Few experts believe that ending illegal resource extraction in Indonesia will be an easy or a rapid task given the scale of the problem and its deep roots in official corruption and patronage politics. There is much pessimism that the tide can be turned on logging before irreparable damage is done to the forests. However, the efforts of reformist officials and local NGOs suggest that, if the government can find the necessary political will to overcome vested interests within its ranks, it is not too late at least to curb the scale of the damage and preserve some of Indonesia’s natural assets for future generations.

Jakarta/Brussels, 20 December 2001

Podcast / Global

Special Episode: Ten Conflicts to Watch in 2022

Which conflicts should we worry about most in 2022? This week on Hold Your Fire!, Richard Atwood and guest host Ásdís Ólafsdóttir talk to Crisis Group’s President & CEO Comfort Ero about our flagship survey “10 Conflicts to Watch”.

As Russia appears poised for a military escalation in Ukraine, humanitarian catastrophe looms in Afghanistan and negotiations over the Iran nuclear deal enter crunch time, what should we worry about in the year ahead? Each year Crisis Group’s flagship publication 10 Conflicts to Watch, published with Foreign Policy magazine, looks at the trends, wars and crises that keep us up at night.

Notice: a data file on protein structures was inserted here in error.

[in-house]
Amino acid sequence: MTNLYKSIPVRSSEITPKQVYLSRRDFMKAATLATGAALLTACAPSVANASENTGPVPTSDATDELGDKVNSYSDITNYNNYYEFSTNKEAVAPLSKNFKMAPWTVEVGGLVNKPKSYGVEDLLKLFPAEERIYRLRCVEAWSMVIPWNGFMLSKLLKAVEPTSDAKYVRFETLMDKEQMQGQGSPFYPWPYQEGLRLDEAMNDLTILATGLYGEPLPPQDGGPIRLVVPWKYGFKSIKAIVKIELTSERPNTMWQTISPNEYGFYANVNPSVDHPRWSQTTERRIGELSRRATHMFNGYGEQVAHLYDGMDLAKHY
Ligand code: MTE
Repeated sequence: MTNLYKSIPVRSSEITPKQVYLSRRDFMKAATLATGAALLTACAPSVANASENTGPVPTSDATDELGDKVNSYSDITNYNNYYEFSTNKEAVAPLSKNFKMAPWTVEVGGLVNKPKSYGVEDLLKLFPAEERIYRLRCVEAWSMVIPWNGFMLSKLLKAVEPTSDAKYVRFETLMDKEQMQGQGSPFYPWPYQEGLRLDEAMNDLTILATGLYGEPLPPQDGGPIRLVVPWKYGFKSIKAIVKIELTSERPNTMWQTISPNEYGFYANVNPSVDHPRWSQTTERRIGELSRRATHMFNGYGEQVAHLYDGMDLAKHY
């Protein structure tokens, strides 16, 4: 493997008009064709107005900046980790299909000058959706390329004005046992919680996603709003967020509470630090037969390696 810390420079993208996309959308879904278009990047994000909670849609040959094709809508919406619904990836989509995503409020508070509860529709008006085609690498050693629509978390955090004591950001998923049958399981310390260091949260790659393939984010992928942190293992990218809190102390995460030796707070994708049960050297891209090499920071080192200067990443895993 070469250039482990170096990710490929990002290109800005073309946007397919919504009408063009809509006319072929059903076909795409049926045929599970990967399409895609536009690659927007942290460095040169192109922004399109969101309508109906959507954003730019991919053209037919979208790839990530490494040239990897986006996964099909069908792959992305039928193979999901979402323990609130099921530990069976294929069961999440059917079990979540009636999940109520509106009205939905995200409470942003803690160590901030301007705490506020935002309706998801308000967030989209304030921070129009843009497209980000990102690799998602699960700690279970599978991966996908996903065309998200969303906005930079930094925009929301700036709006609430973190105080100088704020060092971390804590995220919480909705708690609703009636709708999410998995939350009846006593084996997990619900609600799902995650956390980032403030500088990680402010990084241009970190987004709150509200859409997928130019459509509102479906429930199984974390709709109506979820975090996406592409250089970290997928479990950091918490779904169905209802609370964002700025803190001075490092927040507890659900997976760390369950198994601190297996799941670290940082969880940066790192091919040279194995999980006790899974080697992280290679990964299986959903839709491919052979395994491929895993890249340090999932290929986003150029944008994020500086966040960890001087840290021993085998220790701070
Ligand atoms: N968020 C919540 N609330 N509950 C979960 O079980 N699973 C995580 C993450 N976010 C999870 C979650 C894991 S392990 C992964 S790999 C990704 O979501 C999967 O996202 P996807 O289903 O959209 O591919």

On this week’s Hold Your Fire!, Richard Atwood and guest host Ásdís Ólafsdóttir, Crisis Group's Online Communications Manager, are joined by Comfort Ero, our new President & CEO, to talk about what we’re watching in 2022. They talk about big trends overshadowing global affairs: the impact of the pandemic and the climate crises on international peace and security, the human toll of the world’s worst wars, the major and regional power rivalries that hinder peacemaking and make for several increasingly perilous flashpoints, as well as the U.S.’s evolving global role one year into President Joe Biden’s tenure. They look up-close at the latest dynamics in individual crises, from Ukraine and Yemen to Afghanistan and Ethiopia, while sketching out some reasons for hope in an overall gloomy picture. 

Click here to listen on Apple Podcasts or Spotify.

For more information, make sure to explore the whole of our flagship commentary published with Foreign Policy magazine: "10 Conflicts to Watch in 2022". For some more hopeful news, you can also check out Crisis Group’s Twitter thread 10 Reasons For Hope in 2022.

Contributors

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President & CEO